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Learn About Pure Virtual Destructors In C++ App Classes

If you construct an object, sometimes you need operations to deconstruct. Destructors not only used in classes but also used with struct and union data types. Do you want to learn what a Pure Virtual Destructor is in a C++ App, or what kind of methods we have that we can declare and use a pure virtual destructor? In this post, we will try to explain how to use Pure Virtual Destructor in C++ Classes with some short examples.

The Constructor in C++ is a function, a method in the class, but it is a ‘special method’ that is automatically called when an object of a class is created. We don’t need to call this function. Whenever a new object of a class is created, the Constructor allows the class to initialize member variables or allocate storage. This is why the name Constructor is given to this special method. Here is a simple constructor class example below,

The Destructor in classes (i.e class_name) is a special member function that occurs when we delete objects, in other words it is called when the lifetime of an object ends. The purpose of the destructor is to perform operations like tidying up memory and notifying things when the object is destroyed. The object may have acquired or allocated data on memory during runtime. If so, they need to be freed too when objects are being deleted otherwise, we could ‘leak’ memory – where memory is allocated but can’t be used or deallocated since the owner object is defunct. The destructor is the function that frees the resources of the object such as that memory and related handles. When we construct an object, sometimes we need operations to deconstruct. Destructors are not only used in classes but also used with struct and union data types.

Pure Virtual Destructor

A Virtual Destructor is usually required in a base class, and it is used by the class which has this base class. Note that, deleting a class object through a pointer to base invokes undefined behavior unless the destructor in the base class is virtual:

Syntax,

Virtual destructor declaration example in a class,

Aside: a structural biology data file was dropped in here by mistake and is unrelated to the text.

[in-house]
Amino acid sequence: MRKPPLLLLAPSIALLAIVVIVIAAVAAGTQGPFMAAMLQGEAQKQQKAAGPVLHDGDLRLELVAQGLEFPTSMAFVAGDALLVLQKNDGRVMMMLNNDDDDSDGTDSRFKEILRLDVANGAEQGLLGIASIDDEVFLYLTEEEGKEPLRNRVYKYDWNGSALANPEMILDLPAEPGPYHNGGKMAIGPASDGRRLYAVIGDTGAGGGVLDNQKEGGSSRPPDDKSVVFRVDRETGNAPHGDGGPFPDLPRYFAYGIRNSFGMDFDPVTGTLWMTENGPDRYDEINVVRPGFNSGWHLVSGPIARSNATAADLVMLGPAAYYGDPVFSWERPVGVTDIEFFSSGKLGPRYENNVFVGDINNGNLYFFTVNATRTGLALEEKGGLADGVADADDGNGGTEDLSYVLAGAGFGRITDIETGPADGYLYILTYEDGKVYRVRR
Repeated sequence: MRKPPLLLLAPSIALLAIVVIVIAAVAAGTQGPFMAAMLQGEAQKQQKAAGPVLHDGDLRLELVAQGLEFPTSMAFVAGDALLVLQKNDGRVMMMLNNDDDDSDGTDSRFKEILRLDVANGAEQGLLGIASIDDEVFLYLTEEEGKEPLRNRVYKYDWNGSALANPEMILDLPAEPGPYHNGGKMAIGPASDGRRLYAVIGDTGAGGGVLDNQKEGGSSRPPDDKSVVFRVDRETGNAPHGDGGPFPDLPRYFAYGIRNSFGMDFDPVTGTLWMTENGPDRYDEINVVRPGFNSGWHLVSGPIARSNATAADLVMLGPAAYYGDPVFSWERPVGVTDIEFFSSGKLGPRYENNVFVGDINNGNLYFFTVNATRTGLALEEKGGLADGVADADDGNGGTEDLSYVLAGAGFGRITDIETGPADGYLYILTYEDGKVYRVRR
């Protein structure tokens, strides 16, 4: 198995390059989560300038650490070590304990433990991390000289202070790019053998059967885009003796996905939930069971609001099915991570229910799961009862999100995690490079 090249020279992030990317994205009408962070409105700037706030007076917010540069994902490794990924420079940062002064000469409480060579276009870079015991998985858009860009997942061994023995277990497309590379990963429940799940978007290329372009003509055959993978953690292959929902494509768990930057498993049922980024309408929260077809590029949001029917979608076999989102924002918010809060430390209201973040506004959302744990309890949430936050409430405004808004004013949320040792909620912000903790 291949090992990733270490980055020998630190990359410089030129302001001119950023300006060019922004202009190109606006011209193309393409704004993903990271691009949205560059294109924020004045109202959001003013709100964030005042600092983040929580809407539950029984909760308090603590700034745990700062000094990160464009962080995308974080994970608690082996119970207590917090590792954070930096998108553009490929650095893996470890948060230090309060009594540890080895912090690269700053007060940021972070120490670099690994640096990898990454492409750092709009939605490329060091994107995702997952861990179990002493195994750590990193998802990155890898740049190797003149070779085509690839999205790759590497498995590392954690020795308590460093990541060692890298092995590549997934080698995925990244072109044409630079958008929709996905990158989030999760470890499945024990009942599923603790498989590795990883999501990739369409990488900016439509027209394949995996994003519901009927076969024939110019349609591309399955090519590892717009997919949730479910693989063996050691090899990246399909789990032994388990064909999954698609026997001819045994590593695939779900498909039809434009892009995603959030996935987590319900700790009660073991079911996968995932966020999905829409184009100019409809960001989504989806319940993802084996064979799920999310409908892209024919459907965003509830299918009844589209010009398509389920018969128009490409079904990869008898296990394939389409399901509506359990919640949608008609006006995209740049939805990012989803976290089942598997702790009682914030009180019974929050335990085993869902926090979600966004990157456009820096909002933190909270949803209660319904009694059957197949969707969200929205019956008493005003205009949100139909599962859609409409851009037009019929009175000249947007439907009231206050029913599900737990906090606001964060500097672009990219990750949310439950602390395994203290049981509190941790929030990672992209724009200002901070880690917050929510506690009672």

A Pure Virtual Destructor is defined in a base class with =0; statement, and its body is declared outside of the class. Pure Virtual Destructors are mostly used in C++ standard and it is generally used in libraries (dynamic DLL or static)although there are use cases for virtual destructors. Note that, if your class contains a pure virtual destructor, it should provide a function body for the pure virtual destructor. If you are asking why a pure virtual function requires a function body the answer is destructors are not actually overridden, rather they are always called in the reverse order of the class derivation. That means, firstly a derived class destructor will be invoked, and then the base class destructor will be called. If the definition of the pure virtual destructor is not provided, then the compiler and linker enforce the existence of a function body for pure virtual destructors.

Syntax,

Virtual destructor declaration example in a class,

An example to Pure Virtual Destructor in C++ is given below,

Note that a class becomes an Abstract Class when it contains a Pure Virtual Destructor and abstract classes are used often in professional applications.

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About author

33+ years of coding with more than 30+ programming languages, mostly C++ on Windows, Android, Mac-OS, iOS, Linux and some other operating systems. Dr. Yilmaz Yoru was born in 1974, Eskisehir-Turkey. He graduated from the department of Mechanical Engineering of Eskisehir Osmangazi University in 1997. One year later he started to work in the same university as an assistant. He received his MSc and PhD degrees from the same department of the same university. He has married and he is a father of a son. Some of his interests are Programming, Thermodynamics, Fluid Mechanics and Artificial Intelligence. He also likes the graphical 2D & 3D design and high-end innovations.
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What You Need To Know About Virtual Destructors In C++ Apps